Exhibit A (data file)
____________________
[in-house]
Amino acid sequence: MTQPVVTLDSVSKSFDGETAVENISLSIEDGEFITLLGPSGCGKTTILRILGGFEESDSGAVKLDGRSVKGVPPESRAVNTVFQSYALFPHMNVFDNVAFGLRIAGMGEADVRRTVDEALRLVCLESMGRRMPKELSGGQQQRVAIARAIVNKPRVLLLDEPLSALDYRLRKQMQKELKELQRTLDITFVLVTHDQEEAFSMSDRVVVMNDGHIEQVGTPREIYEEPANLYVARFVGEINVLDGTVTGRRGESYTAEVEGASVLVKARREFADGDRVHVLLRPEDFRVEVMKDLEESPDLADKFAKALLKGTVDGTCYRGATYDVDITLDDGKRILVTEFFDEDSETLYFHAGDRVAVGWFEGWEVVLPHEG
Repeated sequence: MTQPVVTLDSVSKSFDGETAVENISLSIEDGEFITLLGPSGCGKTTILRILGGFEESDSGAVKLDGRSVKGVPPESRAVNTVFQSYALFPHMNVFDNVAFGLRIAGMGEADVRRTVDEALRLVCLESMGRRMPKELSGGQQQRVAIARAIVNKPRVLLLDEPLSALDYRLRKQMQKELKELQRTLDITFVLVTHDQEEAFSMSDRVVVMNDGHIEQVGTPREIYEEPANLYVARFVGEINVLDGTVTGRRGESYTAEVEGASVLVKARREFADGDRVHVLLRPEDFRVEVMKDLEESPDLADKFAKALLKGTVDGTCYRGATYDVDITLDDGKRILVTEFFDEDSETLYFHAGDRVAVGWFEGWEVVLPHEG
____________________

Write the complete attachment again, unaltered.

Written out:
[in-house]
Amino acid sequence: MTQPVVTLDSVSKSFDGETAVENISLSIEDGEFITLLGPSGCGKTTILRILGGFEESDSGAVKLDGRSVKGVPPESRAVNTVFQSYALFPHMNVFDNVAFGLRIAGMGEADVRRTVDEALRLVCLESMGRRMPKELSGGQQQRVAIARAIVNKPRVLLLDEPLSALDYRLRKQMQKELKELQRTLDITFVLVTHDQEEAFSMSDRVVVMNDGHIEQVGTPREIYEEPANLYVARFVGEINVLDGTVTGRRGESYTAEVEGASVLVKARREFADGDRVHVLLRPEDFRVEVMKDLEESPDLADKFAKALLKGTVDGTCYRGATYDVDITLDDGKRILVTEFFDEDSETLYFHAGDRVAVGWFEGWEVVLPHEG
Repeated sequence: MTQPVVTLDSVSKSFDGETAVENISLSIEDGEFITLLGPSGCGKTTILRILGGFEESDSGAVKLDGRSVKGVPPESRAVNTVFQSYALFPHMNVFDNVAFGLRIAGMGEADVRRTVDEALRLVCLESMGRRMPKELSGGQQQRVAIARAIVNKPRVLLLDEPLSALDYRLRKQMQKELKELQRTLDITFVLVTHDQEEAFSMSDRVVVMNDGHIEQVGTPREIYEEPANLYVARFVGEINVLDGTVTGRRGESYTAEVEGASVLVKARREFADGDRVHVLLRPEDFRVEVMKDLEESPDLADKFAKALLKGTVDGTCYRGATYDVDITLDDGKRILVTEFFDEDSETLYFHAGDRVAVGWFEGWEVVLPHEG